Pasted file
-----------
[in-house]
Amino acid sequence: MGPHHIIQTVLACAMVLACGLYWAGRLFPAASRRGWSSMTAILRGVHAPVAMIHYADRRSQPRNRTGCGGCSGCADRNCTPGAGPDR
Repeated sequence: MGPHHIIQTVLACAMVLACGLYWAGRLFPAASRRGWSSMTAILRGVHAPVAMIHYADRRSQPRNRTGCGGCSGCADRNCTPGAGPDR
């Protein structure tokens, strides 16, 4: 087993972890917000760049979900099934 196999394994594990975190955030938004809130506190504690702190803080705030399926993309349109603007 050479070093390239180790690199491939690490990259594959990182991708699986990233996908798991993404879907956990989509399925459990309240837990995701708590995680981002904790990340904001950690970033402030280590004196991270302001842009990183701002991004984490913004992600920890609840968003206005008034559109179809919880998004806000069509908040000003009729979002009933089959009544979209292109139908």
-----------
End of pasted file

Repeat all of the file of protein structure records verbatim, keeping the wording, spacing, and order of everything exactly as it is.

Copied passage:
[in-house]
Amino acid sequence: MGPHHIIQTVLACAMVLACGLYWAGRLFPAASRRGWSSMTAILRGVHAPVAMIHYADRRSQPRNRTGCGGCSGCADRNCTPGAGPDR
Repeated sequence: MGPHHIIQTVLACAMVLACGLYWAGRLFPAASRRGWSSMTAILRGVHAPVAMIHYADRRSQPRNRTGCGGCSGCADRNCTPGAGPDR
């Protein structure tokens, strides 16, 4: 087993972890917000760049979900099934 196999394994594990975190955030938004809130506190504690702190803080705030399926993309349109603007 050479070093390239180790690199491939690490990259594959990182991708699986990233996908798991993404879907956990989509399925459990309240837990995701708590995680981002904790990340904001950690970033402030280590004196991270302001842009990183701002991004984490913004992600920890609840968003206005008034559109179809919880998004806000069509908040000003009729979002009933089959009544979209292109139908």